But does this make Wilders a fascist? Rob Riemen, the director of the Nexus Institute, thinks so. Riemen has just published a book entitled “De Eeuwige Terugkeer Van Het Fascisme,” or “The Eternal Return of Fascism” (I eagerly await its English translation), dedicated to highlighting the danger of Wilders’ eerily familiar brand of right-wing populism. In the book, Riemen urges readers to compare Wilders’ politics to the early incarnations of European fascism, not to the genocidal terminal stage fascism of late World War II. He calls the parallels between Wilders and the early fascists “one-and-one.” In an economic and civilizational crisis like the kind the Netherlands is facing, Riemen warns that reactionary figures like Wilders can easily seize power while centrist elements stand by politely and passively, refusing to call a spade a spade. Where Wilders’ ascendancy will lead is unknown, but if he is not stopped in his tracks, Riemen is certain the story will not end well. In the week after its publication, Riemen’s book flew off the shelves, selling 5000 copies while generating heated reactions from across the spectrum of debate.

Riemen told me that despite the public enthusiasm for his book, his characterization of Wilders has been attacked as “un-Dutch.” In Dutch culture, as in so many others, open confrontation is avoided at all cost. Political disagreement is welcomed only if it is expressed in a collegial manner, as though nothing more than reputations were at stake. So the Dutch cultural elite generally goes along to get along. The resistance Riemen has met since he called Wilders out seemed to have alarmed and frustrated him. Why was it so difficult for liberal elements in the Netherlands to recognize the clear resonances of fascism in Wilders’ political style? he wondered. And why did they seem more concerned with regulating the terms of debate than with forming a united front against the far-right? Once the symposium opened and I was able to see the Dutch elite in action, I began to understand Riemen’s indignation.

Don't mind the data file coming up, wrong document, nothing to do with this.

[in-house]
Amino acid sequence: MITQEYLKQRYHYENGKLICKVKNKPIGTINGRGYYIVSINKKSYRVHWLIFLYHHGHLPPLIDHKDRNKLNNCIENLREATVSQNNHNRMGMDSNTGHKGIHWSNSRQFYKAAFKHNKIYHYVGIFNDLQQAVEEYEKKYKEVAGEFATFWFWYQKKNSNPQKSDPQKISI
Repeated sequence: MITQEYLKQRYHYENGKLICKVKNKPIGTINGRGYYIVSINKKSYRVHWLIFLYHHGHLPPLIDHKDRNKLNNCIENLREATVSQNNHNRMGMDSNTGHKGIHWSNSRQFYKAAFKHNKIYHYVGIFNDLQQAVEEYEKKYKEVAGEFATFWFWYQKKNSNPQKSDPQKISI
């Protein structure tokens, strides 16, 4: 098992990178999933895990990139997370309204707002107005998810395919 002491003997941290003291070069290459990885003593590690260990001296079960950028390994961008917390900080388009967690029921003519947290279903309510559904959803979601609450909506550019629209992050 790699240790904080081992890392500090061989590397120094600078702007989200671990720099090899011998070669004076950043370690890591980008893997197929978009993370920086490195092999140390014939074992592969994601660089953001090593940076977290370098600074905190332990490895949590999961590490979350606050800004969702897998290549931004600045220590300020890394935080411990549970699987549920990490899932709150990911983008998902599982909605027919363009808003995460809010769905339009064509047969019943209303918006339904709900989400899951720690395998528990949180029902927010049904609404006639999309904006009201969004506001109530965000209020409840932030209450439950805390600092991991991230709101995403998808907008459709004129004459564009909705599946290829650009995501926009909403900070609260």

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Feeling the Loyalty to the Jewish State of Israel

The Israeli Knesset is debating a bill proposed by David Rotem of the extreme right Yisrael Beiteinu party that would require all Israeli citizens to swear loyalty to Israel as a “Jewish and democratic state.” This bill is targeted at increasing pressure on the twenty percent of Israelis who are Palestinian citizens while forcing the ultra Orthodox Jewish minority who reject the legitimacy of any state not based on Jewish biblical law to accept Zionism. If passed in its proposed form, citizens unwilling to take the loyalty oath would be at risk of losing citizenship.